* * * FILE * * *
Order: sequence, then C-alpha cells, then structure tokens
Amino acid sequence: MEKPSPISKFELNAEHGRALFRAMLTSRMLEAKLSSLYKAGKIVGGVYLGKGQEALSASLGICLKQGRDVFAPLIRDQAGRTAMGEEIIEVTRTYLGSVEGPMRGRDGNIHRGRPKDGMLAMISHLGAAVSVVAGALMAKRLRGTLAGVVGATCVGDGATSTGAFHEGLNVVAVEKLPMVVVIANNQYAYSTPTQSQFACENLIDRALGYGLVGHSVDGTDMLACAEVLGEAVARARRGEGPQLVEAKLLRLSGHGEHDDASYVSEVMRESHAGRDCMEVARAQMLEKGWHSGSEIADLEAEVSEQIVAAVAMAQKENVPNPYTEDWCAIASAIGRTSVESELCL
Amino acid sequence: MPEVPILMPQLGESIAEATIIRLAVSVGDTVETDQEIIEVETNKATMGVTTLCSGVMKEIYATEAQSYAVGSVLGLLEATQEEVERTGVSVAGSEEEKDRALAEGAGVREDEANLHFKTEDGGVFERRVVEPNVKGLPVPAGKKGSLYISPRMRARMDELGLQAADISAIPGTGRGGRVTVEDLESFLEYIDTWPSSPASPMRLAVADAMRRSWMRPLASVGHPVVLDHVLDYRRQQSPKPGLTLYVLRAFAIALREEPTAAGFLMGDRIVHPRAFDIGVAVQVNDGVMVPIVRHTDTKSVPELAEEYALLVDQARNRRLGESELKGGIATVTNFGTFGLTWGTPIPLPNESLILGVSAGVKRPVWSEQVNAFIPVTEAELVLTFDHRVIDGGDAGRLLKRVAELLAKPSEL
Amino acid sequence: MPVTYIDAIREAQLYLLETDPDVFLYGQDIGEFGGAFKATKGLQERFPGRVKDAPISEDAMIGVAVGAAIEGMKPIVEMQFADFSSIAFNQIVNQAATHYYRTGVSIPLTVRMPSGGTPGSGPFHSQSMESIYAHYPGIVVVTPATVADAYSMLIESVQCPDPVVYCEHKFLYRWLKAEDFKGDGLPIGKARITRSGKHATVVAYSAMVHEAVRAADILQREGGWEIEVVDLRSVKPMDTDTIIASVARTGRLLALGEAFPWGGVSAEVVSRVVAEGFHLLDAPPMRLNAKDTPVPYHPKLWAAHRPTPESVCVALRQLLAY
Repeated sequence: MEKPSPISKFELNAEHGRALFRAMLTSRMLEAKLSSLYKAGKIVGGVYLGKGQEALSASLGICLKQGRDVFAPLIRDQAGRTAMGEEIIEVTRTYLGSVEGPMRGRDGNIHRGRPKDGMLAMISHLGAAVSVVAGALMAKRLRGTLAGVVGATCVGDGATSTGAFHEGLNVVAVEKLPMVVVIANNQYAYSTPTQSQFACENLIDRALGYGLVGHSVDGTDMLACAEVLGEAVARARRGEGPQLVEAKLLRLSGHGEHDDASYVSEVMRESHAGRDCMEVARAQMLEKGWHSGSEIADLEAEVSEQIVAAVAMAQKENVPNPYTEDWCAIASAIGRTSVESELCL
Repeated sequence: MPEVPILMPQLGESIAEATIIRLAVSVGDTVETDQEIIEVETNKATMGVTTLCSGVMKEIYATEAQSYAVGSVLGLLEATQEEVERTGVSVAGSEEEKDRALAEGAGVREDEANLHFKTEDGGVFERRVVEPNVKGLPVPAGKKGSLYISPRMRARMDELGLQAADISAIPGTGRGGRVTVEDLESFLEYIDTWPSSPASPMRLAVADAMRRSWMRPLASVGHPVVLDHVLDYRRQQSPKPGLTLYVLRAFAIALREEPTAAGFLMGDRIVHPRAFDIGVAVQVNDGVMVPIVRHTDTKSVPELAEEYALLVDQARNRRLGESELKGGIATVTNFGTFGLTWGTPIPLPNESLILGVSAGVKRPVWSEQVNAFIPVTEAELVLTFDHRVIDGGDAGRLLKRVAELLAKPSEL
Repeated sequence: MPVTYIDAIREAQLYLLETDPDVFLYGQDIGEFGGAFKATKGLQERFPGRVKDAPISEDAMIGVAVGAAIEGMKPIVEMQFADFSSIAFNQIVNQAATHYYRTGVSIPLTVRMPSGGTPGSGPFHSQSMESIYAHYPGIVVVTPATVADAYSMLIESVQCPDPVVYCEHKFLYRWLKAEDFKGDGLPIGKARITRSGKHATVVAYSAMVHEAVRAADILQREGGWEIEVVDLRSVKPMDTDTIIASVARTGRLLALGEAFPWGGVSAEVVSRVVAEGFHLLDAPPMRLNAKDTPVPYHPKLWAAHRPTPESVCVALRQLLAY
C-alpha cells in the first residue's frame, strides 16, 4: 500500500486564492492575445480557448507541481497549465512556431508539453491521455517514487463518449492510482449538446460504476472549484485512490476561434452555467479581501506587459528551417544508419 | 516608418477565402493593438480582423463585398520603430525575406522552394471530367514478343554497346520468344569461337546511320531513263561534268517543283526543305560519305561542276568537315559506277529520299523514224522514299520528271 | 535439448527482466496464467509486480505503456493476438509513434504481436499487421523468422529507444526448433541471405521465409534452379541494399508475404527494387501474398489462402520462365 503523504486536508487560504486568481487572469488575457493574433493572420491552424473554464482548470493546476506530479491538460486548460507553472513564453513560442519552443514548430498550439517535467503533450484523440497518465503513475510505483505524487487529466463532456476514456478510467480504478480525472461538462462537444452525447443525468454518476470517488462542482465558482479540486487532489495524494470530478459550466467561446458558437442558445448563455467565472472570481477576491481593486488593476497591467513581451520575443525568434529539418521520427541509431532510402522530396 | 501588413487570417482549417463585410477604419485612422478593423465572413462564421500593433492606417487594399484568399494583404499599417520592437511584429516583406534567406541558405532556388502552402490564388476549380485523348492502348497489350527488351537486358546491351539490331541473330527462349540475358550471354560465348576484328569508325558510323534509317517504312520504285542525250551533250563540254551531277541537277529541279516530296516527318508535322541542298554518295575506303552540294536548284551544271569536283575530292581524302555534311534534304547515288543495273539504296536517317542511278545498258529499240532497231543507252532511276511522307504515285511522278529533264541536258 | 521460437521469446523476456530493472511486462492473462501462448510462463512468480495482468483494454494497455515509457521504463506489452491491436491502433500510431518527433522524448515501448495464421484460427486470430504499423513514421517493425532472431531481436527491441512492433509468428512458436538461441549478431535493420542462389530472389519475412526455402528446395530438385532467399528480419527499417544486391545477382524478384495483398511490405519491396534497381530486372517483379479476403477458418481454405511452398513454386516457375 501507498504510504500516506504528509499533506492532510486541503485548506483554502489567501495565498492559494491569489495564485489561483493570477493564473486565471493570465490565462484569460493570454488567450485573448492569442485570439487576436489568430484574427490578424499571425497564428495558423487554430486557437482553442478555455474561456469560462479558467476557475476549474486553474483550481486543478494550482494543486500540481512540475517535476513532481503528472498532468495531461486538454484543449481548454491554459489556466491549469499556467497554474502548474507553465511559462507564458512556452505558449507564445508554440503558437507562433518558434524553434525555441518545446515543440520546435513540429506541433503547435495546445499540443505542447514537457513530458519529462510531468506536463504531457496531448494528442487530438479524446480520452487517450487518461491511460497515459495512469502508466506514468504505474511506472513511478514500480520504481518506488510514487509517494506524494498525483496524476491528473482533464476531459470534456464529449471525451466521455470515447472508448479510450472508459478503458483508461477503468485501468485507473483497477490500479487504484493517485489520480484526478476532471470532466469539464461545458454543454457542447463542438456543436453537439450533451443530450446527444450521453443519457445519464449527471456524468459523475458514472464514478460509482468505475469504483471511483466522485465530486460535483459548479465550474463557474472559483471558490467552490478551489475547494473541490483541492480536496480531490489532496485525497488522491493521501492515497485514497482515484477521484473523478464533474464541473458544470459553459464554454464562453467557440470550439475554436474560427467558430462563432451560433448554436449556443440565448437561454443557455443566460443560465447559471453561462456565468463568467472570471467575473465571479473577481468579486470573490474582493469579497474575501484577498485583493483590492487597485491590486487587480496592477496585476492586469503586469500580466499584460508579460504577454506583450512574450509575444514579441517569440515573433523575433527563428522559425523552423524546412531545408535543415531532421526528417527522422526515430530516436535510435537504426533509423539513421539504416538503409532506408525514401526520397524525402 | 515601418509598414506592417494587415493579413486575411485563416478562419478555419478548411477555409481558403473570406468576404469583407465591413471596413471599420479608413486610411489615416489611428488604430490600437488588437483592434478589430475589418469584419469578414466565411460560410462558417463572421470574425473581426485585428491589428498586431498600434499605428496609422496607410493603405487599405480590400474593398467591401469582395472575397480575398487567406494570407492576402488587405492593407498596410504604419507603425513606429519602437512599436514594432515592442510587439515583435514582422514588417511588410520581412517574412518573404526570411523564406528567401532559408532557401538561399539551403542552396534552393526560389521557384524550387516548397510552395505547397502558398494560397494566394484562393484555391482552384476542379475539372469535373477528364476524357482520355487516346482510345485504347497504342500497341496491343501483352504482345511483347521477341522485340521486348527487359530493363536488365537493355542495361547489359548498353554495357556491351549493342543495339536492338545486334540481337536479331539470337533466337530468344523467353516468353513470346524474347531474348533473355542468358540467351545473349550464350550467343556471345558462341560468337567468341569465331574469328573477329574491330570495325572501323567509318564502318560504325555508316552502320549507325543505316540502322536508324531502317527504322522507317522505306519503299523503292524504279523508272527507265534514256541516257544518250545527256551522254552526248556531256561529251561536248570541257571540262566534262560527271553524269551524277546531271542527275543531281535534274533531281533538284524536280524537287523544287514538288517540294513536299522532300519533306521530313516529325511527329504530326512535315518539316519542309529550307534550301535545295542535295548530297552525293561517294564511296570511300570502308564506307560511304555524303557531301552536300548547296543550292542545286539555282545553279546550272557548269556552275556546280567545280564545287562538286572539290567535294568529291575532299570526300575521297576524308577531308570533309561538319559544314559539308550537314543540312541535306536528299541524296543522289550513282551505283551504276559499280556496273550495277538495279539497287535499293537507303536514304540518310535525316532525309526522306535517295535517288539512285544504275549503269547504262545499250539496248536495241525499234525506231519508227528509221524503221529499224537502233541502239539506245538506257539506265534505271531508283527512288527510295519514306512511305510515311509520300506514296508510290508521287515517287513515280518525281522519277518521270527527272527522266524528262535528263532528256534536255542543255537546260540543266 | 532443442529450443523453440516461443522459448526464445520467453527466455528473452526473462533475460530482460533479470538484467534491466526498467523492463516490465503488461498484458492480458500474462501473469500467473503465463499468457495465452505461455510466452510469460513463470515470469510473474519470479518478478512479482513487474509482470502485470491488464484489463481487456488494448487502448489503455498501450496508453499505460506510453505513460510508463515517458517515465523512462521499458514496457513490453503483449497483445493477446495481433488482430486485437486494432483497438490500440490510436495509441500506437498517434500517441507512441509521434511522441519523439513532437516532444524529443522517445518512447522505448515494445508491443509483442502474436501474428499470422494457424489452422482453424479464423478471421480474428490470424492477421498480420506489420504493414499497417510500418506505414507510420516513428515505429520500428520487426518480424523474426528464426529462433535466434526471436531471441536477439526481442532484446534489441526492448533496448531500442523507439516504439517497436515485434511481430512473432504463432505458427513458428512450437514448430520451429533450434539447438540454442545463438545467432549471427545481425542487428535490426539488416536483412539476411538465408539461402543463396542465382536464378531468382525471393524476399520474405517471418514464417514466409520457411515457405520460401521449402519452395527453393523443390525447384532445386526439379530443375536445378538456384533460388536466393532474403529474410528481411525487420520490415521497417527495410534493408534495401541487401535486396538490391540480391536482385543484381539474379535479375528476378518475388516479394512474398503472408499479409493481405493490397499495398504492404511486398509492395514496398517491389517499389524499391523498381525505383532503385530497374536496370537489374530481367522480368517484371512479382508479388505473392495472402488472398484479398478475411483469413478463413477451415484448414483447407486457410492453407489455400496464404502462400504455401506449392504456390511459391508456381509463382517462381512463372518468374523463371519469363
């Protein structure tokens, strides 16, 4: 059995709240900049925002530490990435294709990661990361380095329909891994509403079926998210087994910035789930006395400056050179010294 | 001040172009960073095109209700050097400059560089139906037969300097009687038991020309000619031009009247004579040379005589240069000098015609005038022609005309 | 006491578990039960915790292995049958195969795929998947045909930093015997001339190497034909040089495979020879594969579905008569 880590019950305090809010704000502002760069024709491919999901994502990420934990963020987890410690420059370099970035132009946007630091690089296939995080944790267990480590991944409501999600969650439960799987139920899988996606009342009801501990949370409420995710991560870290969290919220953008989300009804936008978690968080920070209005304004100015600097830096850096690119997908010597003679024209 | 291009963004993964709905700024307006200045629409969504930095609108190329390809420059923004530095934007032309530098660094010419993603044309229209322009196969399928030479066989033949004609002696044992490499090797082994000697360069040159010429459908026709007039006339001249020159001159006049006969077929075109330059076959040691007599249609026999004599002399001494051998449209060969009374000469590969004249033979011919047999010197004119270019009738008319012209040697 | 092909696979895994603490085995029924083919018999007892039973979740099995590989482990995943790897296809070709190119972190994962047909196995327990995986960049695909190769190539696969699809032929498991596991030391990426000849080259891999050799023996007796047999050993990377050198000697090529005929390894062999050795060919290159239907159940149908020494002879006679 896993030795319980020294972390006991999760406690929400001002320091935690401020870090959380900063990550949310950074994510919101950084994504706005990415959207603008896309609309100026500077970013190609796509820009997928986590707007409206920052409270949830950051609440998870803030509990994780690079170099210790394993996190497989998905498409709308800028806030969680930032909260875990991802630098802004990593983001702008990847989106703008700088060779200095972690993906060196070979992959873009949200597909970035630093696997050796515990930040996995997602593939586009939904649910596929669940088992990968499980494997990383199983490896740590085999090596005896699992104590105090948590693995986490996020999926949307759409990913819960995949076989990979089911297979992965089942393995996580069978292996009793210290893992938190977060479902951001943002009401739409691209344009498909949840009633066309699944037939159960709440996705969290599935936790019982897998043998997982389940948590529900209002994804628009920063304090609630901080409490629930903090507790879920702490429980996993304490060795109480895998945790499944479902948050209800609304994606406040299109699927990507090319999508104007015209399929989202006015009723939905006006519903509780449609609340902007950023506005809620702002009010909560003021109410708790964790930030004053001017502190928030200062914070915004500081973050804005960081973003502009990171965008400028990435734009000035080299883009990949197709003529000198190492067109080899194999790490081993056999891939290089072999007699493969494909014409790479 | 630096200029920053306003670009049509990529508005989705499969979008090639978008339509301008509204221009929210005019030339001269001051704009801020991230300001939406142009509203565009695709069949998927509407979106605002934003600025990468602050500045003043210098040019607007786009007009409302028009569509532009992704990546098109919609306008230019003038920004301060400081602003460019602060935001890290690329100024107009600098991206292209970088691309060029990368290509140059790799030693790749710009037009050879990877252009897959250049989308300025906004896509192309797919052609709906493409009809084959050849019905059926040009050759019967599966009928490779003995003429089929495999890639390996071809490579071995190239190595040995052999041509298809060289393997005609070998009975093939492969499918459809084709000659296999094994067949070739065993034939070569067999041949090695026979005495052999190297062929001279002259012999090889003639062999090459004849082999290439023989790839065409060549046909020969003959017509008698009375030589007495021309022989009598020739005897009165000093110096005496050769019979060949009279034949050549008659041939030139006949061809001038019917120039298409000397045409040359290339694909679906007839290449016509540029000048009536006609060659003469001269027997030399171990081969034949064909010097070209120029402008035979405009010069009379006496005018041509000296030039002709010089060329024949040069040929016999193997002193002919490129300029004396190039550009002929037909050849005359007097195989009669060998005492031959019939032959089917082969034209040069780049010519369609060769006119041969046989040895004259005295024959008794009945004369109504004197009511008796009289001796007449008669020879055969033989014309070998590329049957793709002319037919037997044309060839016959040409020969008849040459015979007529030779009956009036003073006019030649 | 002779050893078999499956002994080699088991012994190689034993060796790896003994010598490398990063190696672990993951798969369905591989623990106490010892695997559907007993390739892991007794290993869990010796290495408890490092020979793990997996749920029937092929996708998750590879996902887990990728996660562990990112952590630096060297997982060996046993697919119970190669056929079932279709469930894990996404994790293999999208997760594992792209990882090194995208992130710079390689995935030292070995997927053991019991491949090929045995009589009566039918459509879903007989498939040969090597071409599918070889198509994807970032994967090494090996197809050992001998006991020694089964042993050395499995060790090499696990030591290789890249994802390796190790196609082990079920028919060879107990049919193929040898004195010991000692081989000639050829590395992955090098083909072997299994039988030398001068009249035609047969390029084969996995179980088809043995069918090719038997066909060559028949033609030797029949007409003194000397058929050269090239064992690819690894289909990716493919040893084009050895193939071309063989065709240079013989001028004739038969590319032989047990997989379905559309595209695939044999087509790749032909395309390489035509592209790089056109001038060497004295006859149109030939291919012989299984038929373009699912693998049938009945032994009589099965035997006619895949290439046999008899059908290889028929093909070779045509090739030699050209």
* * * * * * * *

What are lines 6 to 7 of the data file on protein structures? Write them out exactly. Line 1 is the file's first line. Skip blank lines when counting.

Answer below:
Repeated sequence: MPEVPILMPQLGESIAEATIIRLAVSVGDTVETDQEIIEVETNKATMGVTTLCSGVMKEIYATEAQSYAVGSVLGLLEATQEEVERTGVSVAGSEEEKDRALAEGAGVREDEANLHFKTEDGGVFERRVVEPNVKGLPVPAGKKGSLYISPRMRARMDELGLQAADISAIPGTGRGGRVTVEDLESFLEYIDTWPSSPASPMRLAVADAMRRSWMRPLASVGHPVVLDHVLDYRRQQSPKPGLTLYVLRAFAIALREEPTAAGFLMGDRIVHPRAFDIGVAVQVNDGVMVPIVRHTDTKSVPELAEEYALLVDQARNRRLGESELKGGIATVTNFGTFGLTWGTPIPLPNESLILGVSAGVKRPVWSEQVNAFIPVTEAELVLTFDHRVIDGGDAGRLLKRVAELLAKPSEL
Repeated sequence: MPVTYIDAIREAQLYLLETDPDVFLYGQDIGEFGGAFKATKGLQERFPGRVKDAPISEDAMIGVAVGAAIEGMKPIVEMQFADFSSIAFNQIVNQAATHYYRTGVSIPLTVRMPSGGTPGSGPFHSQSMESIYAHYPGIVVVTPATVADAYSMLIESVQCPDPVVYCEHKFLYRWLKAEDFKGDGLPIGKARITRSGKHATVVAYSAMVHEAVRAADILQREGGWEIEVVDLRSVKPMDTDTIIASVARTGRLLALGEAFPWGGVSAEVVSRVVAEGFHLLDAPPMRLNAKDTPVPYHPKLWAAHRPTPESVCVALRQLLAY